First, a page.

Last week I attended a conference at Hershey Lodge in Hershey, PA. I will be summarizing some of the conference in a different post, but I also wanted to use the opportunity to do a mini-review of some of what we visited while we were there. It’s a lot to cover three venues in one post but I didn’t think it was enough material to warrant three separate posts, so I’m just going to hit main points and need to know stuff. So here is my special needs travel review of Hershey Lodge, Hershey Chocolate World and Troegs Brewery.
Hershey Lodge: Overall, it’s very nice and there is a lot for kids to do. It is also one of the more expensive hotels in Hershey, so if you’re not going to be spending much time at the hotel, I’d shop around. The restaurants are good, but a bit pricey. We spent an average of $50 for four people to eat breakfast and lunch, $75+ for dinner. And that was usually without alcohol because a glass of wine is $9 and up. Yes, you could get in the car and go nearby to a fast-food place or Panera or something, but I had to be at the conference early each day so there is the convenience factor.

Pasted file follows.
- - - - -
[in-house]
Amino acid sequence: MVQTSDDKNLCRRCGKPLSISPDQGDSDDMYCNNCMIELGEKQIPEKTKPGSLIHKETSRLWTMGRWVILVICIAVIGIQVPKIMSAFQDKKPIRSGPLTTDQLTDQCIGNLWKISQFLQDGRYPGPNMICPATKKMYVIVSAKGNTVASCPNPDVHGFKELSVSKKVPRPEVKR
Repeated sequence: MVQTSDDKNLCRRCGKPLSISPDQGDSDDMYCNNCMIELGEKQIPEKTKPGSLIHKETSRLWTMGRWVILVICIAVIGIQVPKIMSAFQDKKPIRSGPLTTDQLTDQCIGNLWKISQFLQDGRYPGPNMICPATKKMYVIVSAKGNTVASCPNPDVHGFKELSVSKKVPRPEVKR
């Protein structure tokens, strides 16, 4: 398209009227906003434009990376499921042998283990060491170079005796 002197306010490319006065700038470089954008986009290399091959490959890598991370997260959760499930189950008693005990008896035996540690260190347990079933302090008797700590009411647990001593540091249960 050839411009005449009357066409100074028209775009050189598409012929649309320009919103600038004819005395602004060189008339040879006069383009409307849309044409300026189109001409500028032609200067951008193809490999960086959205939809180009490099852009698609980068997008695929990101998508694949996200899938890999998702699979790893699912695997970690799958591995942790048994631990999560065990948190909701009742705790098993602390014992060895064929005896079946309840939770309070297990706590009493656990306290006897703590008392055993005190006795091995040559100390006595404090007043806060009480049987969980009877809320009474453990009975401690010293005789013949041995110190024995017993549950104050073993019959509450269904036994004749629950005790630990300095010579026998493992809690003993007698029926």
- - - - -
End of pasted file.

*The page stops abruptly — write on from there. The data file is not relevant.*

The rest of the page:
My boys loved playing miniature golf and bingo. There was no fee for either activity and it was held daily. On Wednesday, little K won the bingo and got a huge Hershey kiss.
The pools looked nice. My husband took the boys while I was at the conference and he said it was very clean. The room we had (2 queens) was cozy. The AC unit left much to be desired. They use one of those swamp cooler things, so you either freeze or it’s very humid. I recommend that you look at a map prior to taking a room, as the walk was much further than we anticipated to get to the lobby and restaurants for activities. I did not specify that we needed a handicapped accessible room as we usually don’t. But endurance is a challenge sometimes and it was quite a walk for Kevin to be doing several times a day. The lobby bar was nice but expensive. It was $23 (including tip) for two drinks though they were splurge drinks for us, like their signature chocolate martini. Still, something very nice about being able to enjoy a drink like that on vacation without worrying about driving. I like to stay at places where we can access everything in one spot, I can relax more. Packing up the kids, Kevin’s push chair, a “diaper bag” for a 9-year-old…it often takes the relaxation out of a vacation, so I like when everything is there.